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Cricket

ICC World Cup. England’s Post Mortem

Where does English Cricket go from here?

There is a school of thought which says we should separate the ODI stuff from the Test scene but I disagree as the skills are basically the same, especially regarding batting where 4 an over is not uncommon in the longer form of the game.

Take KP as an example. He has developed a style of controlled aggression and refuses to let the bowlers dominate which has been pivotal in our Test successes, skills honed in the One Day Game.

Similarly Trescothick stepped up to the International stage via confident displays against the West Indies in the 2000 NatWest Series, and Collingwood’s doughty style was considered surplus to Test requirements for the first six years of his International Career, but this experience is integral to his success in recent Series.

There are very few Test players who are simply not One Day material, Hoggard possibly but Alistair Cook’s omission is baffling and Bell wasn’t given enough time to adapt. Incidentally, Butcher never played an ODI. Madness when you see some of those who have been capped and his free flowing style surely had a place in the side.

Thus the nucleus of the ODI side should be the same as the Test line up for the sake of cohesion and continuity.

What Went Wrong?

Batting.

We entered 2007 with no idea of the order, or how we were going to play. Loye came in as a pinch hitter but only lasted seven games, when all received wisdom suggests you can’t make a judgement about a player until at least twenty caps have been accrued.

Unprofessional, and bad planning by the Coach.

Thus we ended up with a total dog’s breakfast arrangement, and whilst others teams were piling into this Tournament’s poor attacks during the Power Plays, we stumbled to 9/0 off seven, putting me in mind of the 1979 World Cup Final where Boycott and Brearley crawled to 125/0 and it became impossible to up the momentum. The Proteas were 55/0 at the same stage in this game.

Fletcher preached caution and then launching in the last ten. By then the ball is soft, the pitch has become low and the field is out. Good call. Not.

The Joyce Question. See Loye. The boy didn’t have a cat in hells chance and possibly this has destroyed his self belief, but the fact that we didn’t have a settled side AT LEAST a year before the Tournament began beggars belief.

They need to play game after game after game together, so that all possible match time scenarios have been covered which gives the players confidence that they can cope in any given situation.

KP needs to bat at first drop. You need your best player to have maximum planned time at the crease. Common sense is not so common, it seems.

Bopara and Colly do the same job, but I believe that the Essex man has what it takes as an International batsman, the coaches can work on his medium stifling cutters, so therefore lets put the Durham man up the order and put Strauss in as a specialist finisher.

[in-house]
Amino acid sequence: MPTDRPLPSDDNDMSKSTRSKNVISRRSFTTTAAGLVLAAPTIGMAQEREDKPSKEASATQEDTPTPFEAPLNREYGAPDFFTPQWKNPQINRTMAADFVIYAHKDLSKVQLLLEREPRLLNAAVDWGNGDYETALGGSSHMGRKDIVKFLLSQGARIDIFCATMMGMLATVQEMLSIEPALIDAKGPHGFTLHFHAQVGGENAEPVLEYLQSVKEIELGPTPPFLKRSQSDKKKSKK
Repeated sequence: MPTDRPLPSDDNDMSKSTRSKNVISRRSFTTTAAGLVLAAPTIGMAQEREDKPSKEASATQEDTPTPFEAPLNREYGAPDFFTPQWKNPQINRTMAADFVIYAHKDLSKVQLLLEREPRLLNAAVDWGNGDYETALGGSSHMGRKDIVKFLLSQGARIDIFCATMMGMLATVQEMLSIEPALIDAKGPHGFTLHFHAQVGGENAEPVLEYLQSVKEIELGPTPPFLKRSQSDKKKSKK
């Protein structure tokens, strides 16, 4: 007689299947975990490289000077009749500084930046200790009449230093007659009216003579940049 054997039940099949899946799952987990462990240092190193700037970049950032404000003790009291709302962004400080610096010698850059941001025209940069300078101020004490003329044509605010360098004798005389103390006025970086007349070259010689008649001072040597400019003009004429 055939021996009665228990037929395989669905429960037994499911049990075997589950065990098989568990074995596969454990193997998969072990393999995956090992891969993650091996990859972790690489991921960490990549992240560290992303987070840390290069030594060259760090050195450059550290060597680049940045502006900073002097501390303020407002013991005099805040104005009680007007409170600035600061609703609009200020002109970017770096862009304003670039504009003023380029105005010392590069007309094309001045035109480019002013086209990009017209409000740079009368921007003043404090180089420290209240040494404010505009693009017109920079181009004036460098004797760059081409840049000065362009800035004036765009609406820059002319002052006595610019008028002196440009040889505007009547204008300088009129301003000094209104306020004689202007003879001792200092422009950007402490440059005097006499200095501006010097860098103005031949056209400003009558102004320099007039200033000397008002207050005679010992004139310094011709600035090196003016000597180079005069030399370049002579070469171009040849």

Bell…. A lot of talent, a good fielder and a fine team man. But not quite there in the ODI arena it would seem

Bowling.

Harmison and Hoggy have ruled themselves out, a pity but that’s life.

Both need to be bowling in the Championship and have a couple of hundred overs in the bank before the arrival of the Tourists, and the first Test next month.

As for the ODI side. Jones is a gimme, fitness provided, and should open with Broad, Fred and Plunkett at first change, with Panesar doing the spinning.

Any runs are a Brucie Bonus. They are there to take wickets, and if you need your number eight to score big runs, you may as well pack up and go home.

I would keep Nixon in the side for his leadership qualities and big hitting at seven.

Captaincy.

Collingwood. Experience and a cool head, allied to quite confidence and the total respect of his peers. And I would like him to lead in both forms of the game as this splitting lark doesn’t work, never has and never will.

Coach

.

First choice is no longer available, and I said this in the Summer so it ain’t sentimentality for Bob Woolmer.

Now I would go for John Wright, former Coach of India. Anyone who has done THAT job for as long as he did and lived to tell the tale, is battle hardened and experienced in every sense. Knows the English scene through his time at Derby.

Second choice. John Bracewell, the former Gloucester Coach who revolutionised the way One Day Cricket is played in this country and knows the County game inside out. He had a long International career to boot.

Thus;

Collingwood©, Cook, KP, Bopara, Flintoff, Strauss, Nixon+, S.P. Jones, Broad, Plunkett, Panesar.

You have Bell, Shah, Benning and Joyce as batting cover, plus Tremlett, Mahmood and Anderson for the bowling. The later two spray it about far too much and are too risky in tandem.

Stick with this line up and only make changes due to injury and exceptional form of others.

We have good players in this country, but inertia and hubris at the top have seen stagnation in both forms of the game.

Example. The persistence with Ashley Giles. I rest my case.

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About dermotrathbone

Writer and co author "Through Red Lenses". Activist Unite the Union, Save Our NHS Hull. Fan of Yorkshire County Cricket Club, Hull FC, Munster and Ireland Rugby. Views are mine alone and may not reflect the organisations concerned.

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